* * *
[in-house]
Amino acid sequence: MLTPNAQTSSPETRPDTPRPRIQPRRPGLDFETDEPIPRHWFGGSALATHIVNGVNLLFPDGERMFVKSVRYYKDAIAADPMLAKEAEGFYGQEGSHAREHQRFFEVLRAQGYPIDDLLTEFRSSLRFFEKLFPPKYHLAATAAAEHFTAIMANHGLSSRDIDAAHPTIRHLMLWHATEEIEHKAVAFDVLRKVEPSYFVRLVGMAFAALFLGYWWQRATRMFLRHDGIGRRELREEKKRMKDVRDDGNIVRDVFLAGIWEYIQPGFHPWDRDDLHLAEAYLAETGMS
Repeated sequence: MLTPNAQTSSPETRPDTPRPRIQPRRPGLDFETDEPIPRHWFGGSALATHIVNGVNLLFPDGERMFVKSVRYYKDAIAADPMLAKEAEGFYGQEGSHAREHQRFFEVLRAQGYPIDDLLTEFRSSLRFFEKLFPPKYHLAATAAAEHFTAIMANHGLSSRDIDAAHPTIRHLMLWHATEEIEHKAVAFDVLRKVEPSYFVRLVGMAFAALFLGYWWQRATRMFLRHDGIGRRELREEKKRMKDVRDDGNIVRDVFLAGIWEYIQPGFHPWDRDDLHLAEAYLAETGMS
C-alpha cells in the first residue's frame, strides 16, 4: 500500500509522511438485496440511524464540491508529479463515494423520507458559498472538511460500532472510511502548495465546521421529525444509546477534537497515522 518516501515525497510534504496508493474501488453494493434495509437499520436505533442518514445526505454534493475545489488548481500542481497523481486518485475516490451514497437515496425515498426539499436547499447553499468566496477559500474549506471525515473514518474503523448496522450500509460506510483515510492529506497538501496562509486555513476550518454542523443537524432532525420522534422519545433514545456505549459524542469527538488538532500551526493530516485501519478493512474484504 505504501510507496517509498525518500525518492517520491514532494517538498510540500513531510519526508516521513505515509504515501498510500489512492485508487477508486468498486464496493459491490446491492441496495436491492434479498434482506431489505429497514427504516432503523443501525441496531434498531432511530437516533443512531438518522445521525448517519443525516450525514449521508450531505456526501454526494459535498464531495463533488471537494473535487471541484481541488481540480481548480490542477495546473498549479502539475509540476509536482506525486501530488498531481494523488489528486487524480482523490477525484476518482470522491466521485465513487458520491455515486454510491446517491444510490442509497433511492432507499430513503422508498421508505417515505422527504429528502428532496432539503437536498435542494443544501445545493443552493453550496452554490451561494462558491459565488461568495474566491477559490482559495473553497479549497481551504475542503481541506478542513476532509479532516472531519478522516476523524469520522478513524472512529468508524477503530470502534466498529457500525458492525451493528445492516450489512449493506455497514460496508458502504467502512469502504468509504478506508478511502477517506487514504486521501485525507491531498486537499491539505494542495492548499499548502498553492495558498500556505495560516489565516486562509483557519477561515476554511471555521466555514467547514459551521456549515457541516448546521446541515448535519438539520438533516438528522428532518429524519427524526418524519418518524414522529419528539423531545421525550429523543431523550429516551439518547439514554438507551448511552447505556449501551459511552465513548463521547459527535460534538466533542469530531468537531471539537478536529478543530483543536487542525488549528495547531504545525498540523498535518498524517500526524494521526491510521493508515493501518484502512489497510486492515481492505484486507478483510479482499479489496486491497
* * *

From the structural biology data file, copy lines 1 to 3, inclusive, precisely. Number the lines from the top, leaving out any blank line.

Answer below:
[in-house]
Amino acid sequence: MLTPNAQTSSPETRPDTPRPRIQPRRPGLDFETDEPIPRHWFGGSALATHIVNGVNLLFPDGERMFVKSVRYYKDAIAADPMLAKEAEGFYGQEGSHAREHQRFFEVLRAQGYPIDDLLTEFRSSLRFFEKLFPPKYHLAATAAAEHFTAIMANHGLSSRDIDAAHPTIRHLMLWHATEEIEHKAVAFDVLRKVEPSYFVRLVGMAFAALFLGYWWQRATRMFLRHDGIGRRELREEKKRMKDVRDDGNIVRDVFLAGIWEYIQPGFHPWDRDDLHLAEAYLAETGMS
Repeated sequence: MLTPNAQTSSPETRPDTPRPRIQPRRPGLDFETDEPIPRHWFGGSALATHIVNGVNLLFPDGERMFVKSVRYYKDAIAADPMLAKEAEGFYGQEGSHAREHQRFFEVLRAQGYPIDDLLTEFRSSLRFFEKLFPPKYHLAATAAAEHFTAIMANHGLSSRDIDAAHPTIRHLMLWHATEEIEHKAVAFDVLRKVEPSYFVRLVGMAFAALFLGYWWQRATRMFLRHDGIGRRELREEKKRMKDVRDDGNIVRDVFLAGIWEYIQPGFHPWDRDDLHLAEAYLAETGMS